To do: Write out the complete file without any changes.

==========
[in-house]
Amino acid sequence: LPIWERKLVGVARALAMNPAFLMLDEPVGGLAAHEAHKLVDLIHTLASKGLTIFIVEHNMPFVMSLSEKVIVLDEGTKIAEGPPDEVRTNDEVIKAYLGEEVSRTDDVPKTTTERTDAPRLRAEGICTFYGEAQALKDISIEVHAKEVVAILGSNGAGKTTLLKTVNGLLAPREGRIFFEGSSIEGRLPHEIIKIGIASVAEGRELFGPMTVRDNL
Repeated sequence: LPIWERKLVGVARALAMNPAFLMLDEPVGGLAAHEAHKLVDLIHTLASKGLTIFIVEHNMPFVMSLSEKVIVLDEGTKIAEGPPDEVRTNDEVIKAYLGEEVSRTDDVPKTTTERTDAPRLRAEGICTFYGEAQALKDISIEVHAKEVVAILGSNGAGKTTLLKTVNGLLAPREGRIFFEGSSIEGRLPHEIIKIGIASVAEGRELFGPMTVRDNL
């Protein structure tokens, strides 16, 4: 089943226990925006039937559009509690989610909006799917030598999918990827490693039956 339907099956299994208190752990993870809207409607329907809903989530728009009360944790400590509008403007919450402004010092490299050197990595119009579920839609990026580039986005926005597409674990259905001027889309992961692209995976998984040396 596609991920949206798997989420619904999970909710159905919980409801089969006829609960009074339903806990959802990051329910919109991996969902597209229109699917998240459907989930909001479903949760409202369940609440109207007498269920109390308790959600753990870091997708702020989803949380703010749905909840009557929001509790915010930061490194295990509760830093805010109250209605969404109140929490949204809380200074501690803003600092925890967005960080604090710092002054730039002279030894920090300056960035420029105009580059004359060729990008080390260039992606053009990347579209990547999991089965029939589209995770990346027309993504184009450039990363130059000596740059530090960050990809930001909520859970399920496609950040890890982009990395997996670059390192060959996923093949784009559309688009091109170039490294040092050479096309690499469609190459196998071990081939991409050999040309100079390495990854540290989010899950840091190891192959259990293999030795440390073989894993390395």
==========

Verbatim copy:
[in-house]
Amino acid sequence: LPIWERKLVGVARALAMNPAFLMLDEPVGGLAAHEAHKLVDLIHTLASKGLTIFIVEHNMPFVMSLSEKVIVLDEGTKIAEGPPDEVRTNDEVIKAYLGEEVSRTDDVPKTTTERTDAPRLRAEGICTFYGEAQALKDISIEVHAKEVVAILGSNGAGKTTLLKTVNGLLAPREGRIFFEGSSIEGRLPHEIIKIGIASVAEGRELFGPMTVRDNL
Repeated sequence: LPIWERKLVGVARALAMNPAFLMLDEPVGGLAAHEAHKLVDLIHTLASKGLTIFIVEHNMPFVMSLSEKVIVLDEGTKIAEGPPDEVRTNDEVIKAYLGEEVSRTDDVPKTTTERTDAPRLRAEGICTFYGEAQALKDISIEVHAKEVVAILGSNGAGKTTLLKTVNGLLAPREGRIFFEGSSIEGRLPHEIIKIGIASVAEGRELFGPMTVRDNL
């Protein structure tokens, strides 16, 4: 089943226990925006039937559009509690989610909006799917030598999918990827490693039956 339907099956299994208190752990993870809207409607329907809903989530728009009360944790400590509008403007919450402004010092490299050197990595119009579920839609990026580039986005926005597409674990259905001027889309992961692209995976998984040396 596609991920949206798997989420619904999970909710159905919980409801089969006829609960009074339903806990959802990051329910919109991996969902597209229109699917998240459907989930909001479903949760409202369940609440109207007498269920109390308790959600753990870091997708702020989803949380703010749905909840009557929001509790915010930061490194295990509760830093805010109250209605969404109140929490949204809380200074501690803003600092925890967005960080604090710092002054730039002279030894920090300056960035420029105009580059004359060729990008080390260039992606053009990347579209990547999991089965029939589209995770990346027309993504184009450039990363130059000596740059530090960050990809930001909520859970399920496609950040890890982009990395997996670059390192060959996923093949784009559309688009091109170039490294040092050479096309690499469609190459196998071990081939991409050999040309100079390495990854540290989010899950840091190891192959259990293999030795440390073989894993390395």